By Christopher Monckton of Brenchley
A commenter on my post mentioning that according to the RSS satellite monthly global mean surface temperature dataset there has been no global warming at all for 200 months complains that I have cherry-picked my dataset. So let’s pick all the cherries. Here are graphs for all five global datasets since December 1996.
The mean of the three terrestrial datasets:
The mean of the two satellite datasets:
The mean of all five datasets:
Since a trend of less than 0.15 K is within the combined 2 σ data uncertainties arising from errors in measurement, bias, and coverage, global warming since December 1996 is only detectable on the UAH dataset, and then barely. On the RSS dataset, there has been no global warming at all. None of the datasets shows warming at a rate as high as 1 Cº/century. Their mean is just 0.5 Cº/century.
The bright blue lines are least-squares linear-regression trends. One might use other methods, such as order-n auto-regressive models, but in a vigorously stochastic dataset with no detectable seasonality the result will differ little from the least-squares trend, which even the IPCC uses for temperature trend analysis.
The central question is not how long there has been no warming, but how wide is the gap between what the models predict and what the real-world weather brings. The IPCC’s Fifth Assessment Report, to be published in Stockholm on September 27, combines the outputs of 34 climate models to generate a computer consensus to the effect that from 2005-2050 the world should warm at a rate equivalent to 2.33 Cº per century. Yeah, right. So, forget the Pause, and welcome to the Gap:
Mean of all three terrestrial datasets:
Mean of the two satellite datasets (monthly Global Warming Prediction Index):
Mean of all five datasets:
So let us have no more wriggling and squirming, squeaking and shrieking from the paid trolls. The world is not warming anything like as fast as the models and the IPCC have predicted. The predictions have failed. They are wrong. Get over it.
Does this growing gap between prediction and reality mean global warming will never resume? Not necessarily. But it is rightly leading many of those who had previously demanded obeisance to the models to think again.
Does the Great Gap prove the basic greenhouse-gas theory wrong? No. That has been demonstrated by oft-repeated experiments. Also, the fundamental equation of radiative transfer, though it was discovered empirically by Stefan (the only Slovene after whom an equation has been named), was demonstrated theoretically by his Austrian pupil Ludwig Boltzmann. It is a proven result.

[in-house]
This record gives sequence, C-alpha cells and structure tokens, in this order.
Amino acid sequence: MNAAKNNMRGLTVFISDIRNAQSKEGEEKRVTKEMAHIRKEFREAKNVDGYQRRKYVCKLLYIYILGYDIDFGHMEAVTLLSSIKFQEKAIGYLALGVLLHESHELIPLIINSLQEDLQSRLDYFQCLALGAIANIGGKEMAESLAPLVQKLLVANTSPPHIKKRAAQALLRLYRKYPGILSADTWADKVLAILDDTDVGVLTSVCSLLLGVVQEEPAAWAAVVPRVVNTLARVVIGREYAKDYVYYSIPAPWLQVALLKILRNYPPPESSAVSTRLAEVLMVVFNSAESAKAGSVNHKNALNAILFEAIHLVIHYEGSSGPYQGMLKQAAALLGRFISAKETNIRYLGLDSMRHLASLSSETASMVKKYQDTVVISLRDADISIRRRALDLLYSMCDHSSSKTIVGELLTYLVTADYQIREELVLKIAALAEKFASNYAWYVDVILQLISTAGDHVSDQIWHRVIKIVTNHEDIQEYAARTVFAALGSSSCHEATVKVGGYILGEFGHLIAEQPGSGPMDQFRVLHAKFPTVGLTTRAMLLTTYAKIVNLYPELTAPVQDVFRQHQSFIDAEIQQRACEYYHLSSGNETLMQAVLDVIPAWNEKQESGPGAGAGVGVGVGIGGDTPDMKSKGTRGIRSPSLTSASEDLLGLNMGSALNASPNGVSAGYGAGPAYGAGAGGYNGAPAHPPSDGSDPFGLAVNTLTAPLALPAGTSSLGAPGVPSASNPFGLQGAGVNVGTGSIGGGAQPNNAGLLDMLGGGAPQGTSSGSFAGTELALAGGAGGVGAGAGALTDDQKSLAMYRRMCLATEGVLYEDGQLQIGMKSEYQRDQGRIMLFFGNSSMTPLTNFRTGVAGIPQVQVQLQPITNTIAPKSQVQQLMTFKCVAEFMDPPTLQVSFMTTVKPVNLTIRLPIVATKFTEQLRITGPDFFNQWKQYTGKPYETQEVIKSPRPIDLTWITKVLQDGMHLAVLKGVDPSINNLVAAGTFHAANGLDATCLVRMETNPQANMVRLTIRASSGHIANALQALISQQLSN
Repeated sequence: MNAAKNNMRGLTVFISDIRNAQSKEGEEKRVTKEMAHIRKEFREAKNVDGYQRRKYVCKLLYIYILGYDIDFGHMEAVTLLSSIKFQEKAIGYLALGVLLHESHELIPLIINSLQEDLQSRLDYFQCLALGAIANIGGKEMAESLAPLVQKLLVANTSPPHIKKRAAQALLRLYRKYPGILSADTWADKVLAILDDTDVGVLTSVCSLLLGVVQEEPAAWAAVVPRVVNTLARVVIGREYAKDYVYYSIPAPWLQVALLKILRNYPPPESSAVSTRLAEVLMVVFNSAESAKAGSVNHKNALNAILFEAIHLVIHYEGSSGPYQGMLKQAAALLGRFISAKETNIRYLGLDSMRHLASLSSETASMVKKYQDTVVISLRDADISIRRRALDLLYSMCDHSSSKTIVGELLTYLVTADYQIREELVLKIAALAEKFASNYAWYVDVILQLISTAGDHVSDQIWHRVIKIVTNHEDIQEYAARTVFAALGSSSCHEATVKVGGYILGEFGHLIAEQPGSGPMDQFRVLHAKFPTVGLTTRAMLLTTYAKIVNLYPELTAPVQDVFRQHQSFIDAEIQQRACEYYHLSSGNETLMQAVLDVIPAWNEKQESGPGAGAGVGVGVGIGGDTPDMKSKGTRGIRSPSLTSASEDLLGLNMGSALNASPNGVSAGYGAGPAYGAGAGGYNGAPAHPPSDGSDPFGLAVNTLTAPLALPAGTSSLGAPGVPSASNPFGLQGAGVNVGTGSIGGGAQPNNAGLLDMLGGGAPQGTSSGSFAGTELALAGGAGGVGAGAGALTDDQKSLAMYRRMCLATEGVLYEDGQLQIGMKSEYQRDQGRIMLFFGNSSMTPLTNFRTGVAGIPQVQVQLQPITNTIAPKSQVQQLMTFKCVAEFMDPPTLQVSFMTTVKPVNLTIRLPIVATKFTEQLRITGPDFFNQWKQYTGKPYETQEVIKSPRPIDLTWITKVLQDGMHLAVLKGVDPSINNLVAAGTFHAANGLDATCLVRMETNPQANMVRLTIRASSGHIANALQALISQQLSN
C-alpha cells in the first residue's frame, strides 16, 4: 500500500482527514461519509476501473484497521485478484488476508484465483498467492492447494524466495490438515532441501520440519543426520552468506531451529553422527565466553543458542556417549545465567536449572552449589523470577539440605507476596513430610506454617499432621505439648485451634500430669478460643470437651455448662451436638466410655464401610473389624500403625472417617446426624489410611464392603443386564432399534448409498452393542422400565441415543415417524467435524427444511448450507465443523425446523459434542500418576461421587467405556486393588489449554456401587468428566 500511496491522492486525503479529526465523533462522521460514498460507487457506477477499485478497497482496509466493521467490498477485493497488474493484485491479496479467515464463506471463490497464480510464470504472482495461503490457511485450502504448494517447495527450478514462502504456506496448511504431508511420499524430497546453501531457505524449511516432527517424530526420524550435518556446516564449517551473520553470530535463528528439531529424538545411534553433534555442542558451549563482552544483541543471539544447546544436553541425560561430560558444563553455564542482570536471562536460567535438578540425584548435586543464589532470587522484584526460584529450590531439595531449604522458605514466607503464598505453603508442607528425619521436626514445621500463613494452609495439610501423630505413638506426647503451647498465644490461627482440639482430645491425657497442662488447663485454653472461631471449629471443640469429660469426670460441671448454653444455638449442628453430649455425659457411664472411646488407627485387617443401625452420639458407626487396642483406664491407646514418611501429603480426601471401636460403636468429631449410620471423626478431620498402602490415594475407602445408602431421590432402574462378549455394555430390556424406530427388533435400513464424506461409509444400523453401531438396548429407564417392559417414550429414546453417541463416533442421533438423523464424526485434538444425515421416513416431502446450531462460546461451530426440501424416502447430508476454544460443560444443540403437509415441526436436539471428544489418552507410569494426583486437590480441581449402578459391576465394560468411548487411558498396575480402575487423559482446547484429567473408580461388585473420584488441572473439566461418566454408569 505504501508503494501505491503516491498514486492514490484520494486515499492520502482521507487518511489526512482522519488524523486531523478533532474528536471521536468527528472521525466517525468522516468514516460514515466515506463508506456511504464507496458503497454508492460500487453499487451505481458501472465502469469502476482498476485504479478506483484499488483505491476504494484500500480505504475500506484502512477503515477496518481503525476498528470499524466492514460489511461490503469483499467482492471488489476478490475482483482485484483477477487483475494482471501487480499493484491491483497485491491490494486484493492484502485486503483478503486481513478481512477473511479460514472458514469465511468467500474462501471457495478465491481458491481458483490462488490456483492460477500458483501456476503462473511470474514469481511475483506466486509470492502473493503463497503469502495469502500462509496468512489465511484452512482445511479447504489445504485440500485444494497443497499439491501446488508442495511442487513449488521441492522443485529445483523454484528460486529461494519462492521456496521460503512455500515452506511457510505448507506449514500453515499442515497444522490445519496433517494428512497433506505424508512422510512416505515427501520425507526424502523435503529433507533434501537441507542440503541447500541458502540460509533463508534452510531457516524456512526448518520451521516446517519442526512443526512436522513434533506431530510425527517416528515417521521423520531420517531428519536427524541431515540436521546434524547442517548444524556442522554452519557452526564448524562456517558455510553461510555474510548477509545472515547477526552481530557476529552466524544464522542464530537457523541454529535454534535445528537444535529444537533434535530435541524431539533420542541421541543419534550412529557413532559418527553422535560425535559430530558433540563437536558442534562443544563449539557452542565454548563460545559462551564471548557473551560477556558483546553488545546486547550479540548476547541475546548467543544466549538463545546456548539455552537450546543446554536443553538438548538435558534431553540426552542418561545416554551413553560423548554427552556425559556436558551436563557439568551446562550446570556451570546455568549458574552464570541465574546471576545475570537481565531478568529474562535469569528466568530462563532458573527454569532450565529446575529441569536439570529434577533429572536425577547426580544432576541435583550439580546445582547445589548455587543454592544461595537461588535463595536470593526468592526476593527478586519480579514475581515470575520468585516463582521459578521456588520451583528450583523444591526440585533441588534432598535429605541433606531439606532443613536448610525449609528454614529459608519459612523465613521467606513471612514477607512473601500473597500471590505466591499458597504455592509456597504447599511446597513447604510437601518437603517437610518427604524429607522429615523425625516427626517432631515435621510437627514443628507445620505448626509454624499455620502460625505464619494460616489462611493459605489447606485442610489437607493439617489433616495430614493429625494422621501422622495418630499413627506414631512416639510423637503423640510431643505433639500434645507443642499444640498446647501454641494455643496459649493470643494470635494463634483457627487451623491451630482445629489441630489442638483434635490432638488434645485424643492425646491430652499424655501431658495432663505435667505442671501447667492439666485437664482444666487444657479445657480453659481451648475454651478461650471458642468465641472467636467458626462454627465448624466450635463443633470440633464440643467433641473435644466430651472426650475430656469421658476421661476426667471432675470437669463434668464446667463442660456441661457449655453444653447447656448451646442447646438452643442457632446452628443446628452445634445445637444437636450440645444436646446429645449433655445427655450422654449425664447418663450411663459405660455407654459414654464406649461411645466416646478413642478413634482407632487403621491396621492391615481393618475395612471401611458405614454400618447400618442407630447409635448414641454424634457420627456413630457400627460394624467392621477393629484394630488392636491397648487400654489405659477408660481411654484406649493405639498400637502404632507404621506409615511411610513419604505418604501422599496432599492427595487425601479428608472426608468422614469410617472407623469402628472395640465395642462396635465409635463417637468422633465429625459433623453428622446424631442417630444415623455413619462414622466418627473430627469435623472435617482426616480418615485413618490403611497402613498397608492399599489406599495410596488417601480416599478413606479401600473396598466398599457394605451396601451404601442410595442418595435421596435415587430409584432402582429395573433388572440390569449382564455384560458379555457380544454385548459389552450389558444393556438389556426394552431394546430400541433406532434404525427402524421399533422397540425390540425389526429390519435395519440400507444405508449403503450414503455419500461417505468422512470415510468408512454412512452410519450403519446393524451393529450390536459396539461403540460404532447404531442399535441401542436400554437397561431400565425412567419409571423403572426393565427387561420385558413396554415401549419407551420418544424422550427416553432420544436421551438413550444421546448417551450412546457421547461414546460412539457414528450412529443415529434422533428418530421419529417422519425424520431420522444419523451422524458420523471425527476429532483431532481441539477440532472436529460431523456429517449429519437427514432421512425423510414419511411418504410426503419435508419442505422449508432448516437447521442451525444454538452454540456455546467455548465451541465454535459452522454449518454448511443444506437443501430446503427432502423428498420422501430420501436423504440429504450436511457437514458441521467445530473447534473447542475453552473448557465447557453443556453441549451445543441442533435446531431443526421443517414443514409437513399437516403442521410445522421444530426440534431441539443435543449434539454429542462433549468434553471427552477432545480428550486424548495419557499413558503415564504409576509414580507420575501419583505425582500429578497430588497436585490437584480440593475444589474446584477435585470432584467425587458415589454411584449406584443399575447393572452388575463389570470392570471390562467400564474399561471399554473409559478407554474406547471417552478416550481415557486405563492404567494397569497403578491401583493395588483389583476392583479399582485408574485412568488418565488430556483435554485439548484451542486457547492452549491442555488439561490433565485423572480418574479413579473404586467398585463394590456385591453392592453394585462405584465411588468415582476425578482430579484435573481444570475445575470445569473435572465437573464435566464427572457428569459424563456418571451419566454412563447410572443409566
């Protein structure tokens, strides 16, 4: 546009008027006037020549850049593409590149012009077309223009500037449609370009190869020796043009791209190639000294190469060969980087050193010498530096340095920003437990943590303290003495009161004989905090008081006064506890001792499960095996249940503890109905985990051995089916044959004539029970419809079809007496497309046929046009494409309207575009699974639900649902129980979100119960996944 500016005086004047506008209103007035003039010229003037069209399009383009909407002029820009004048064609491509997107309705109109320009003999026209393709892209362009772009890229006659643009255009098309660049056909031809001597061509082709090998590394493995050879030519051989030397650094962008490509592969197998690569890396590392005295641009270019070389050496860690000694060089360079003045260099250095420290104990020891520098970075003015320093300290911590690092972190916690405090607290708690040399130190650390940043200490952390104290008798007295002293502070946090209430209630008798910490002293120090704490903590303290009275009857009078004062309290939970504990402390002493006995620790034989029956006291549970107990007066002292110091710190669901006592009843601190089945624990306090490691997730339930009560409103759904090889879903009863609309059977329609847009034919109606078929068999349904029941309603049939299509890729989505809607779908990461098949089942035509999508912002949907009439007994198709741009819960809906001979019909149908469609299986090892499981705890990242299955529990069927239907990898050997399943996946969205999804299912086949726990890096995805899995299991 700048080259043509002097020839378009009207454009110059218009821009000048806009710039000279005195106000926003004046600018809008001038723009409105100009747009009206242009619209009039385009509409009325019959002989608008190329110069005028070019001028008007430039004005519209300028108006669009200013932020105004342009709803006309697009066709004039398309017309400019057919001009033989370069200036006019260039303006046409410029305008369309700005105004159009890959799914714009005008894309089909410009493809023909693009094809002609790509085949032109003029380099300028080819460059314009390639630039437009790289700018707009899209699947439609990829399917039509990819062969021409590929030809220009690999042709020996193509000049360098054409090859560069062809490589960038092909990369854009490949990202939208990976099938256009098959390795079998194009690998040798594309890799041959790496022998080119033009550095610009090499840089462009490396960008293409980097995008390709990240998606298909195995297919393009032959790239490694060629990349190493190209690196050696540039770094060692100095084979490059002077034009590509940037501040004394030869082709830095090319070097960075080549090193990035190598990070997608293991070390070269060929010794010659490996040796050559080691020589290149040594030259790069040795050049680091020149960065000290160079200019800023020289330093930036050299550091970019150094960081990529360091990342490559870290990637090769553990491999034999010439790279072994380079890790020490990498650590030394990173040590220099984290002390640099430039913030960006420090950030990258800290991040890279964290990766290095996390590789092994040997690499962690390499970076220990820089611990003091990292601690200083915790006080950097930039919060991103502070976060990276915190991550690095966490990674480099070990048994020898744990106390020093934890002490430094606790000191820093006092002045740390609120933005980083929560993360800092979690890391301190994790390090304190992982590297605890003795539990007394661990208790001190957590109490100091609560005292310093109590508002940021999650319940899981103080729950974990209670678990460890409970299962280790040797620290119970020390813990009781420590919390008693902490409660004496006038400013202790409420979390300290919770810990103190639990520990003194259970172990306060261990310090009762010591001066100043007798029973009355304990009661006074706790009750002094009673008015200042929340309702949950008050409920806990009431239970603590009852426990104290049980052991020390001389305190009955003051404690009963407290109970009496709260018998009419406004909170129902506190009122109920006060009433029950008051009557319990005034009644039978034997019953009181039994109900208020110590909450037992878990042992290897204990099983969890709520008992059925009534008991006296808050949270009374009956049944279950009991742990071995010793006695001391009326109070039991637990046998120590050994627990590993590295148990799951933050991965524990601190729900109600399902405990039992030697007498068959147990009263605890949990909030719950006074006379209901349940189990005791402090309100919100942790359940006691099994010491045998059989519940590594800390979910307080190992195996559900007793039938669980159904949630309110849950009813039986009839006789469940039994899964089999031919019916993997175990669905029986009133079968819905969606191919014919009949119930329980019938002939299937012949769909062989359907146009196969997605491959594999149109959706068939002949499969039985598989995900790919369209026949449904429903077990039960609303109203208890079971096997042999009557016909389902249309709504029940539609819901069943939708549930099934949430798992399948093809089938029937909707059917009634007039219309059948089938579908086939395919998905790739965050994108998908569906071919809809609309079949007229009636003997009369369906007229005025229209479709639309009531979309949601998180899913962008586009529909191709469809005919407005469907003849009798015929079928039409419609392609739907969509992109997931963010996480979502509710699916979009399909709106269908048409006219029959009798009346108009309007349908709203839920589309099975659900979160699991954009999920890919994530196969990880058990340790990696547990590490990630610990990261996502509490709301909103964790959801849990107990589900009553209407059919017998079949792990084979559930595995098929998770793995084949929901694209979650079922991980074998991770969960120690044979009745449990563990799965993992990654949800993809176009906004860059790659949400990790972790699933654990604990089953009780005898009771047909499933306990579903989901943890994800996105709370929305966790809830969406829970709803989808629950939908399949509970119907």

The Gap is large and the models are wrong because in their obsession with radiative change they undervalue natural influences on the climate (which might have caused a little cooling recently if it had not been for greenhouse gases); they fancifully imagine that the harmless direct warming from a doubling of atmospheric CO2 concentration – just 1.16 Cº – ought to be tripled by imagined net-positive temperature feedbacks (not one of which can be measured, and which in combination may well be net-negative); they falsely triple the 1.16 Cº direct warming on the basis of a feedback-amplification equation that in its present form has no physical meaning in the real climate (though it nicely explains feedbacks in electronic circuits, for which it was originally devised); they do not model non-radiative transports such as evaporation and convection correctly (for instance, they underestimate the cooling effect of evaporation threefold); they do not take anything like enough account of the measured homeostasis of global temperatures over the past 420,000 years (variation of little more than ±3 Cº, or ±1%, in all that time); they daftly attempt to overcome the Lorentz unpredictability inherent in the mathematically-chaotic climate by using probability distributions (which, however, require more data than straightforward central estimates flanked by error-bars, and are thus even less predictable than simple estimates); they are aligned to one another by “inter-comparison” (which takes them further and further from reality); and they are run by people who fear, rightly, that politicians would lose interest and stop funding them unless they predict catastrophes (and fear that funding will dry up is scarcely a guarantee of high-minded, objective scientific inquiry).
That, in a single hefty paragraph, is why the models are doing such a spectacularly awful job of predicting global temperature – which is surely their key objective. They are not fit for their purpose. They are mere digital masturbation, and have made their operators blind to the truth. The modelers should be de-funded. Or perhaps paid in accordance with the accuracy of their predictions. Sum due to date: $0.00.
In the face of mounting evidence that global temperature is not responding at ordered, the paid trolls – one by one – are falling away from threads like this, and not before time. Their funding, too, is drying up. A few still quibble futilely about whether a zero trend is a negative trend or a statistically-insignificant trend, or even about whether I am a member of the House of Lords (I am – get over it). But their heart is not in it. Not any more.
Meanwhile, enjoy what warmth you can get. A math geek with a track-record of getting stuff right tells me we are in for 0.5 Cº of global cooling. It could happen in two years, but is very likely by 2020. His prediction is based on the behavior of the most obvious culprit in temperature change here on Earth – the Sun.